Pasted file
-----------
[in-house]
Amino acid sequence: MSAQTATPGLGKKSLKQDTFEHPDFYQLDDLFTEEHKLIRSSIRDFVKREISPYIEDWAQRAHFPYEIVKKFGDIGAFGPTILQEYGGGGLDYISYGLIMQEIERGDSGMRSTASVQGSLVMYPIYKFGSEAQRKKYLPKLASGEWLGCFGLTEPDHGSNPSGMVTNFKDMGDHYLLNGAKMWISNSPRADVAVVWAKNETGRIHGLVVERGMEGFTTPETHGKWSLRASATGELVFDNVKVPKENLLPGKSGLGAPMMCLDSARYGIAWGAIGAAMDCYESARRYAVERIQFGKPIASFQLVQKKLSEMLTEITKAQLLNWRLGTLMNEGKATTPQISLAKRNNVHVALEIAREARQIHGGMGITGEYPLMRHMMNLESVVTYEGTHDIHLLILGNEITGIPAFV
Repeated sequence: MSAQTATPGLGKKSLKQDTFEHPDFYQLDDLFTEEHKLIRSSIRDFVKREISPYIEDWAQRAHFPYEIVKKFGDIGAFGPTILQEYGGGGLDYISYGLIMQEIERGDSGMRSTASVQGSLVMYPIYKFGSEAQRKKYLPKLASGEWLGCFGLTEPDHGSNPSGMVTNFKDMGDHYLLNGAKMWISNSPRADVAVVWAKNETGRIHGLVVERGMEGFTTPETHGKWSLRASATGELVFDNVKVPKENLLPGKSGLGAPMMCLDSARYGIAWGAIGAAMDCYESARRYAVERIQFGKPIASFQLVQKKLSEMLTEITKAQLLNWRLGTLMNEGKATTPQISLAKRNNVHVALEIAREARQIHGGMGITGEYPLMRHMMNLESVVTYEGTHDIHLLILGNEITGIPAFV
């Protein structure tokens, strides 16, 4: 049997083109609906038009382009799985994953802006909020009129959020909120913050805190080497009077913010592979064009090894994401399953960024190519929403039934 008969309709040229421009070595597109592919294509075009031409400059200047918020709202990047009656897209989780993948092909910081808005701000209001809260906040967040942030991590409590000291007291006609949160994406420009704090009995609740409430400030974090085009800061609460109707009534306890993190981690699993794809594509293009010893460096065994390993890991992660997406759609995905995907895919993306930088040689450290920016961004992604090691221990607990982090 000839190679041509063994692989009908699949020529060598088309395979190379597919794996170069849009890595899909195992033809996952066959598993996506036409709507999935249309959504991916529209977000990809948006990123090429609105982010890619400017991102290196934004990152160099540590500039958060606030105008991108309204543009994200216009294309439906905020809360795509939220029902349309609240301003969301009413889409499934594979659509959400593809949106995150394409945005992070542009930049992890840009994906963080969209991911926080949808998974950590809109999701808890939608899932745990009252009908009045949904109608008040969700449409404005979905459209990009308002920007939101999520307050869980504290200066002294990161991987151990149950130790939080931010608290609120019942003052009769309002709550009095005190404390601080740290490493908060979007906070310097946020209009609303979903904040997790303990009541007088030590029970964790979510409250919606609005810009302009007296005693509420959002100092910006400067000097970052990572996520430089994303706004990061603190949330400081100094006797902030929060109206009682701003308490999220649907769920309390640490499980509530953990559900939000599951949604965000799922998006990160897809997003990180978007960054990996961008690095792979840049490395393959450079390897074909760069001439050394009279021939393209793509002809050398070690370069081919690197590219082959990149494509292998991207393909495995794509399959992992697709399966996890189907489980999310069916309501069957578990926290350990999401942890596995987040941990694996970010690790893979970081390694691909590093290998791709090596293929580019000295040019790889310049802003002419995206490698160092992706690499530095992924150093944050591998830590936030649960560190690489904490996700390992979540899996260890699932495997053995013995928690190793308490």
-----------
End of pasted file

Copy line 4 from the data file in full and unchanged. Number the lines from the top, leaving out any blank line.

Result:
């Protein structure tokens, strides 16, 4: 049997083109609906038009382009799985994953802006909020009129959020909120913050805190080497009077913010592979064009090894994401399953960024190519929403039934 008969309709040229421009070595597109592919294509075009031409400059200047918020709202990047009656897209989780993948092909910081808005701000209001809260906040967040942030991590409590000291007291006609949160994406420009704090009995609740409430400030974090085009800061609460109707009534306890993190981690699993794809594509293009010893460096065994390993890991992660997406759609995905995907895919993306930088040689450290920016961004992604090691221990607990982090 000839190679041509063994692989009908699949020529060598088309395979190379597919794996170069849009890595899909195992033809996952066959598993996506036409709507999935249309959504991916529209977000990809948006990123090429609105982010890619400017991102290196934004990152160099540590500039958060606030105008991108309204543009994200216009294309439906905020809360795509939220029902349309609240301003969301009413889409499934594979659509959400593809949106995150394409945005992070542009930049992890840009994906963080969209991911926080949808998974950590809109999701808890939608899932745990009252009908009045949904109608008040969700449409404005979905459209990009308002920007939101999520307050869980504290200066002294990161991987151990149950130790939080931010608290609120019942003052009769309002709550009095005190404390601080740290490493908060979007906070310097946020209009609303979903904040997790303990009541007088030590029970964790979510409250919606609005810009302009007296005693509420959002100092910006400067000097970052990572996520430089994303706004990061603190949330400081100094006797902030929060109206009682701003308490999220649907769920309390640490499980509530953990559900939000599951949604965000799922998006990160897809997003990180978007960054990996961008690095792979840049490395393959450079390897074909760069001439050394009279021939393209793509002809050398070690370069081919690197590219082959990149494509292998991207393909495995794509399959992992697709399966996890189907489980999310069916309501069957578990926290350990999401942890596995987040941990694996970010690790893979970081390694691909590093290998791709090596293929580019000295040019790889310049802003002419995206490698160092992706690499530095992924150093944050591998830590936030649960560190690489904490996700390992979540899996260890699932495997053995013995928690190793308490």